The two sides currently remain at an impasse regarding major issues such as revenue sharing, an 18-game season and a change in the rookie contract scale. O'Hara was asked if he believes the negotiations have gotten ugly.

"It doesn't seem ugly," O'Hara said. "It's negotiations. People wanna say Derek Jeter's negotiations were ugly. But that's business. It's hard for fans to separate the business part from the game. And it's hard for players to do that even -- for our own contracts. This is no different. There's a business side of the game. A very wealthy business at that. And there's a right way to do things."

O'Hara said that during his 11-year career, this is probably "the most unified" he's ever seen the players.

"I've been a player rep since 2003 and I remember chasing guys around the locker room and the media rooms trying to tell them you gotta do this and you gotta do that," O'Hara said. "And you know what? Nobody had any time for it. Nobody cared. But now, when they're facing a lockout and you have people telling you you can't come to work and you can't go to the job you've been doing and you can't make money for your family ... people will pay attention.

"I've spent more time this year talking to guys and answering questions. I haven't had to chase anyone around. People are coming to me. At least a couple times a week there's someone standing at my locker waiting to ask a question.

"I feel like we're extremely unified and that's good ... but again this is different -- it's a lockout, not a strike. We're being told that we can't come to work. The best thing we've done so far is to just prepare and understand what's going on."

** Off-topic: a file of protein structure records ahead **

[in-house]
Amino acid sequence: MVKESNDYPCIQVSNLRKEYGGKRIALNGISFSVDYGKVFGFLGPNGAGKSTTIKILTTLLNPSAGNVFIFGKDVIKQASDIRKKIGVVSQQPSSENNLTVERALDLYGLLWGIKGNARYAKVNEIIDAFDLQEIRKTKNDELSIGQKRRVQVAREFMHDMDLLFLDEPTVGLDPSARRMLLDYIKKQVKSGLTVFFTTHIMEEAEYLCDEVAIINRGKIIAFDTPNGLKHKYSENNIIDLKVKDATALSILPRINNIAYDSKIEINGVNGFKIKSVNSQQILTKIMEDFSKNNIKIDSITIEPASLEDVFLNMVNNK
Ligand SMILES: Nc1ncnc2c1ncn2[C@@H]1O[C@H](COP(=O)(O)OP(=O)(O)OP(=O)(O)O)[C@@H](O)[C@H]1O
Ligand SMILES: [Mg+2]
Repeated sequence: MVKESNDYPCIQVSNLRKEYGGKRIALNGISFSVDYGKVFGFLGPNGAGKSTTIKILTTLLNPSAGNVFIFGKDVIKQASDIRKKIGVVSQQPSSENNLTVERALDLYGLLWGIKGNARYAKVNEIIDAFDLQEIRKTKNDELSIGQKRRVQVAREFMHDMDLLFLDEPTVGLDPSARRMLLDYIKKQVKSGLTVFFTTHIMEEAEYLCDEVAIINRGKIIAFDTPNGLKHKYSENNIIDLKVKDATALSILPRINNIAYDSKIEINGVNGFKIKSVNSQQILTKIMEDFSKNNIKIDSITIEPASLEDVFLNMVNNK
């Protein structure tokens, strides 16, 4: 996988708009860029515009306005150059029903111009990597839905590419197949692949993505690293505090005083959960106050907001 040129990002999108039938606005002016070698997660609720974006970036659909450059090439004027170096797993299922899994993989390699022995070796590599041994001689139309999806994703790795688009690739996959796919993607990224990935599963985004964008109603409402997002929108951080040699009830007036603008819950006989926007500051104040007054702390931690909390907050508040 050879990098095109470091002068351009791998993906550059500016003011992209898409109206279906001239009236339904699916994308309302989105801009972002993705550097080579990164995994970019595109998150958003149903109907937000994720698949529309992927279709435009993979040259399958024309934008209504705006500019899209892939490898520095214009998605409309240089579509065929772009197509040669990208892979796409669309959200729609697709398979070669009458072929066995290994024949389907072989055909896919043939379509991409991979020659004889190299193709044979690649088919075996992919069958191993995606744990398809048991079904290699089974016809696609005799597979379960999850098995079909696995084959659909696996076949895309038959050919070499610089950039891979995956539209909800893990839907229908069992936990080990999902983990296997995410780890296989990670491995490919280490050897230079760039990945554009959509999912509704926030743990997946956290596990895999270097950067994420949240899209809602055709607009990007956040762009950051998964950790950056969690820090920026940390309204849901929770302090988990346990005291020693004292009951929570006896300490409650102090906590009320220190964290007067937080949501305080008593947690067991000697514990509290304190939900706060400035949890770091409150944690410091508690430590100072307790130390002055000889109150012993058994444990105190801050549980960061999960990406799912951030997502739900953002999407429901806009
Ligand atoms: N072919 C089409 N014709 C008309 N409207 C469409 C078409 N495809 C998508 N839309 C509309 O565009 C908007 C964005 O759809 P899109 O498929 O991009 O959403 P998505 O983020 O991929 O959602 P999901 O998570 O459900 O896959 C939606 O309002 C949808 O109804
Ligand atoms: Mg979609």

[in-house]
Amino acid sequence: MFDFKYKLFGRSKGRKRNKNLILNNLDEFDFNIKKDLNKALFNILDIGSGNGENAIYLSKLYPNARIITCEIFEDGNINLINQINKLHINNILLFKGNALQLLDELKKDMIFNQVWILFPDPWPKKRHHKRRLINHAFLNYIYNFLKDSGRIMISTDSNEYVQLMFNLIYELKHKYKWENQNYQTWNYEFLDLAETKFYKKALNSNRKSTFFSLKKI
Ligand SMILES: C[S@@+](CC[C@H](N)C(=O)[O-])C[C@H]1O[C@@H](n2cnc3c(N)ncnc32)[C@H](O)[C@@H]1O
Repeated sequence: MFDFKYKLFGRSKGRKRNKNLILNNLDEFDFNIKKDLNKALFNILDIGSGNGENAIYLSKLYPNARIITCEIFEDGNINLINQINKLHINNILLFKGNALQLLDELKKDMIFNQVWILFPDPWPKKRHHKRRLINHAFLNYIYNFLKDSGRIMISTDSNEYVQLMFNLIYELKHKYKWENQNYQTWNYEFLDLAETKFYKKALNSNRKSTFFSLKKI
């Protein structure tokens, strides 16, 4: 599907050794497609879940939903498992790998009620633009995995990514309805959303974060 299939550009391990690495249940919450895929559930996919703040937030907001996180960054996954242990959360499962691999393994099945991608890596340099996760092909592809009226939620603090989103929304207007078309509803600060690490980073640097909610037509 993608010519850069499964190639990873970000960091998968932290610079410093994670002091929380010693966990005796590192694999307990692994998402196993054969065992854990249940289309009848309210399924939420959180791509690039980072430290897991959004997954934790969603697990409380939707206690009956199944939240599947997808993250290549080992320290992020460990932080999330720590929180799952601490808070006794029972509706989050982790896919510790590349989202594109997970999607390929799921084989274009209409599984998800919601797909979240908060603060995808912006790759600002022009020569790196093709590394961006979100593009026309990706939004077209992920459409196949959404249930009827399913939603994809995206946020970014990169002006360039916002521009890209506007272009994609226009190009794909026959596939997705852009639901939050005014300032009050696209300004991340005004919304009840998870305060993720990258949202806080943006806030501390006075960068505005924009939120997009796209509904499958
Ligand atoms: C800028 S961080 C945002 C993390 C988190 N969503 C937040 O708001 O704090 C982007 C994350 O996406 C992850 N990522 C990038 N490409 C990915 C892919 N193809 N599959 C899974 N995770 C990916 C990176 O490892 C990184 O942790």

In his e-mail to fans, Goodell wrote: "I know we can and will reach an agreement. My goal as commissioner now is to help our teams and players find a solution that is fair to everyone and ensures that football becomes more popular, accessible, and fun. We want the next decade to be the best yet for our fans, and I'm ready to work day and night to make that happen."

The current CBA went into effect for the 2006 season, but the owners exercised an opt-out clause in 2008 that ends the deal after this season, saying they can't afford the current system. The players say the league is healthy, thanks to billions of dollars in TV deals, solid attendance, profitable marketing partnerships and overseas interest.

The NFL has not missed games because of labor problems since 1987, when the players went on strike. But the union's executive director, DeMaurice Smith, has said he believes owners are preparing for a lockout this time.

"There will be football," said the Giants' Keith Bulluck, one of the impending free agents. "When it starts, we don't know. But there will definitely be football. I think America would be empty without football. It's just about football itself. It's about what it brings to people's homes in America every Sunday. Monday night. Thanksgiving. It's part of American society, so if you take football away, it's really about dollars and cents right now, but America would be empty."

Mike Mazzeo is a regular contributor to ESPNNewYork.com. Information from the Associated Press was used in this report.